Brain Implants, often referred to as neural implants, are technological devices that connect directly to a biological subject's brain - usually placed on the surface of the brain, or attached to the brain's cortex. A common purpose of modern brain implants and the focus of much current research is establishing a biomedical prosthesis circumventing areas in the brain, which became dysfunctional after a stroke or other head injuries. This includes sensory substitution, e.g. in vision. Brain implants involve creating interfaces between neural systems and computer chips, popularly called brain-machine interfaces.
Neuroscientists have implanted a device in the motor neocortex of two people that has allowed them to operate a computer display by "thinking" about it. It has been known for many years that direct electrical stimulation of particular brain regions can elicit sensory experiences, memory recall, or motor responses. However, unlike scenes from many (oftentimes bad) science fiction movies, it has always been unclear whether or not brain cell activity could be used to control external machines.
Dr. Phillip R. Kennedy, a researcher who has worked with researchers at Georgia Institute of Technology and Emory University, developed an implant that can be used to detect that activity of neurons, and convey these signals to computers for further processing and control operations. The small recording sensor is enclosed in a glass envelope and coated with nerve growth factors that allow neurons in the region of the implant to establish functional connections with the sensor. Normally, when recording electrodes are implanted in brain tissue the region surrounding the electrode is enveloped by glial cells (Module 1; Principles of Psychobiology) that attempt to encapsulate the "foreign" material. This electrically isolates the recording electrodes from small amplitude potentials that are conveyed by individual axons, dendrites or gap junctions (Modules 1-5; Principles of Psychobiology). The key development is the application of nerve growth factors that apparently encourages the growth of functional connections to the recording electrode -- This formation of intact connections could be followed after implantation by a change in the pattern of electrical activity detected by the electrode.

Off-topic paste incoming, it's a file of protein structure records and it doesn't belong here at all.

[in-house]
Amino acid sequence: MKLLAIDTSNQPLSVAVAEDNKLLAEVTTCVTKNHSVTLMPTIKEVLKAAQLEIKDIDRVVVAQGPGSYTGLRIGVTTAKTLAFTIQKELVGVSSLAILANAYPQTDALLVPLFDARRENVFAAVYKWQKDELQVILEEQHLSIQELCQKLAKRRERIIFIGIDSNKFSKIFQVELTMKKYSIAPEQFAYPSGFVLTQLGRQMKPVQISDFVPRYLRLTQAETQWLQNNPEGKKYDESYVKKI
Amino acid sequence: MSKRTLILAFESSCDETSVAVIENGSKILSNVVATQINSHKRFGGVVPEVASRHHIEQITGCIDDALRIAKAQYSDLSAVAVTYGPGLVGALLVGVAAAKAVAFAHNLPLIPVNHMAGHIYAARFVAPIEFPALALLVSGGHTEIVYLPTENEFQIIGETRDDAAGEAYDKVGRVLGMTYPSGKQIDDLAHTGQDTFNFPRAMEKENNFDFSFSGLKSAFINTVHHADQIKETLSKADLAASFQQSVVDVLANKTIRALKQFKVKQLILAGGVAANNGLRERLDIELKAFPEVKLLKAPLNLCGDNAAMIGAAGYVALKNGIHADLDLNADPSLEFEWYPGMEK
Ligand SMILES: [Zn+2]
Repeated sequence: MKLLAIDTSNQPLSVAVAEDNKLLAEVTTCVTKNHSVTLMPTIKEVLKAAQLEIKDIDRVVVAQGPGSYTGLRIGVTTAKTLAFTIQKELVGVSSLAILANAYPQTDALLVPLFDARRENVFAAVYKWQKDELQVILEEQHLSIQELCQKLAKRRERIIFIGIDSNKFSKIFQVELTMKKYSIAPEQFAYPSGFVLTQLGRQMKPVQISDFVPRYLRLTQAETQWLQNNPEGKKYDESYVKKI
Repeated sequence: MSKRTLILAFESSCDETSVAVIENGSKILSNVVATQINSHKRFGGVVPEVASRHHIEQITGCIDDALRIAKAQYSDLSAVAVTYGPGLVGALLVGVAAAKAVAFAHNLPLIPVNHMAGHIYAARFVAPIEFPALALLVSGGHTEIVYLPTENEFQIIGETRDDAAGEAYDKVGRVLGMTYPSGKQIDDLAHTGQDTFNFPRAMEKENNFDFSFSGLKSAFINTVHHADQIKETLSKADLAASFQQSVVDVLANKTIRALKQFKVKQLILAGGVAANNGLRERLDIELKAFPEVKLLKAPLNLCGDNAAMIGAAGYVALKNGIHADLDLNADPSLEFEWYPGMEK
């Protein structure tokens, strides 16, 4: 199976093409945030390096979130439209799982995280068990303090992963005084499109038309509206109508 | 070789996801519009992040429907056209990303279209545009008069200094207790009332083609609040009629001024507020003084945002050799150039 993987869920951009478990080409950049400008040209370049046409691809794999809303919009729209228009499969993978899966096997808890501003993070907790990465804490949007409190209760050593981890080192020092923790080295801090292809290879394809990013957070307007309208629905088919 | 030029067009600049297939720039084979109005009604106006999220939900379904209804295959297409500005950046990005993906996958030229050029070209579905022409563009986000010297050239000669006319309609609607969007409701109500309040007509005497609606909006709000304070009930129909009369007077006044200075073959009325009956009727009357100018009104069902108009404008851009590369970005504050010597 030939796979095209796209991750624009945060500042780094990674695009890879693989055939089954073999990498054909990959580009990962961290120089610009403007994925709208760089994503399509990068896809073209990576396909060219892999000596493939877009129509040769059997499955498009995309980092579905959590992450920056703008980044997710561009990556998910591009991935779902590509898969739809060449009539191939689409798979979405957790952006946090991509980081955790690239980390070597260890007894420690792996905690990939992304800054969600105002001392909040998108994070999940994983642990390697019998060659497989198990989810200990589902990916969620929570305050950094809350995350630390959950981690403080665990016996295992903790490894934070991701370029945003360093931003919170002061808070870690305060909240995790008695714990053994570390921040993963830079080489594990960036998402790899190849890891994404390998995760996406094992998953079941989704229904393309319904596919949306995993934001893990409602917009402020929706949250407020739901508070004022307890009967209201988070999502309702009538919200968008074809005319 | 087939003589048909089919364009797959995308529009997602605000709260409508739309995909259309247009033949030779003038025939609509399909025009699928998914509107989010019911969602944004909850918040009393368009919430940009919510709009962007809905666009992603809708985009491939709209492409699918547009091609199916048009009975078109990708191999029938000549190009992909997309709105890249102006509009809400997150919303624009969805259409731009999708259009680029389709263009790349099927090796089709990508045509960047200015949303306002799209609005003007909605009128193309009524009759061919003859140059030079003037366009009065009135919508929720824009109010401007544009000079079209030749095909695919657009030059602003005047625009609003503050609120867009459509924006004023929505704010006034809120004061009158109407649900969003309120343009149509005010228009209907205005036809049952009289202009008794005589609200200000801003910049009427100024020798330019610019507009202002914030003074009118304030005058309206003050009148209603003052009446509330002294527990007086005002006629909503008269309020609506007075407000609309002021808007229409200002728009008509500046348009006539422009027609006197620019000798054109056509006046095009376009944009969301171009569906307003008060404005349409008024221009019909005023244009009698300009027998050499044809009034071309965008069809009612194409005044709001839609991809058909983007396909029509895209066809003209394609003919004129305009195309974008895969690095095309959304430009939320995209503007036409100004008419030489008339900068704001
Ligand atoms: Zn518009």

Surgeries on two patients were performed by Dr. Roy Bakay from Emory, who presented the findings at the Congress of Neurological Surgeons annual meeting in Seattle. The electrodes were implanted in the motor cortex, near the arm/facial region (Module 7c; Principles of Psychobiology), and signals were routed to a computer that moved a cursor across a screen to an icon region. Both patients were paralyzed and unable to move their limbs or speak. The first patient, who had the implant for 2.5 months before dying from amyotrophic lateral sclerosis, learned to control the signals in an "on-off manner" for seven days. The second patient (J.R.), who suffered brain stem stroke after a heart attack, has had the implant for 6 months. Initially, this patient had a problem stopping his brain's electrical activity, but researchers programmed a pause into the system so that whenever the cursor landed on an icon, it stopped. Eventually, the patient was able to stop the cursor at an icon and click it to say a word or a phrase.